Understanding the `ngram_range` argument in a CountVectorizer in sklearn

I’m a little confused about how to use ngrams in the scikit-learn library in Python, specifically, how the ngram_range argument works in a CountVectorizer.

Running this code:

from sklearn.feature_extraction.text import CountVectorizer
vocabulary = ['hi ', 'bye', 'run away']
cv = CountVectorizer(vocabulary=vocabulary, ngram_range=(1, 2))
print cv.vocabulary_

gives me:

{'hi ': 0, 'bye': 1, 'run away': 2}

Where I was under the (obviously mistaken) impression that I would get unigrams and bigrams, like this:

{'hi ': 0, 'bye': 1, 'run away': 2, 'run': 3, 'away': 4}

I am working with the documentation here: http://scikit-learn.org/stable/modules/feature_extraction.html

Clearly there is something terribly wrong with my understanding of how to use ngrams. Perhaps the argument is having no effect or I have some conceptual issue with what an actual bigram is! I’m stumped. If anyone has a word of advice to throw my way, I’d be grateful.

I have realized the folly of my ways. I was under the impression that the ngram_range would affect the vocabulary, not the corpus.

Solution #1:

Setting the vocabulary explicitly means no vocabulary is learned from data. If you don’t set it, you get:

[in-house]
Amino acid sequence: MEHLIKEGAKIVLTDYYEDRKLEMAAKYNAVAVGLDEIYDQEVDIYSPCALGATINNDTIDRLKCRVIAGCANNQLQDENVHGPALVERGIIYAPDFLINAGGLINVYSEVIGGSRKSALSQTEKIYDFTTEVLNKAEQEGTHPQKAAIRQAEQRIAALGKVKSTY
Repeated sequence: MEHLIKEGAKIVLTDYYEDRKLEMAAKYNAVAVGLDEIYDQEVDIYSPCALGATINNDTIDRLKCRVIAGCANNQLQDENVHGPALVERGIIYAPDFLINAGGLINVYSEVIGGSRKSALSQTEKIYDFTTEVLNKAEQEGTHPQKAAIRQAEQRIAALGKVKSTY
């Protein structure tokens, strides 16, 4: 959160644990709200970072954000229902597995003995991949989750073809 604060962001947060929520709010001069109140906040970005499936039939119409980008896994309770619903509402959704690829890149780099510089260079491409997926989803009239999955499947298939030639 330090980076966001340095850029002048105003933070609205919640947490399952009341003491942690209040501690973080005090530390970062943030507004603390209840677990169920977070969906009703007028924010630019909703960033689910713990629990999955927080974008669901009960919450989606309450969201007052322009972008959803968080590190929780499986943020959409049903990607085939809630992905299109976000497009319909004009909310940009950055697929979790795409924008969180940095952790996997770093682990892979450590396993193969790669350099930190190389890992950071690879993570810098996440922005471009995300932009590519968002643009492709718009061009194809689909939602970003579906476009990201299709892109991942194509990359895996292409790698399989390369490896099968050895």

>>> v = CountVectorizer(ngram_range=(1, 2))
>>> pprint(v.fit(["an apple a day keeps the doctor away"]).vocabulary_)
{u'an': 0,
 u'an apple': 1,
 u'apple': 2,
 u'apple day': 3,
 u'away': 4,
 u'day': 5,
 u'day keeps': 6,
 u'doctor': 7,
 u'doctor away': 8,
 u'keeps': 9,
 u'keeps the': 10,
 u'the': 11,
 u'the doctor': 12}

An explicit vocabulary restricts the terms that will be extracted from text; the vocabulary is not changed:

>>> v = CountVectorizer(ngram_range=(1, 2), vocabulary={"keeps", "keeps the"})
>>> v.fit_transform(["an apple a day keeps the doctor away"]).toarray()
array([[1, 1]])  # unigram and bigram found

(Note that stopword filtering is applied before n-gram extraction, hence "apple day".)

Respondent: tumultous_rooster

The answers/resolutions are collected from stackoverflow, are licensed under cc by-sa 2.5 , cc by-sa 3.0 and cc by-sa 4.0 .

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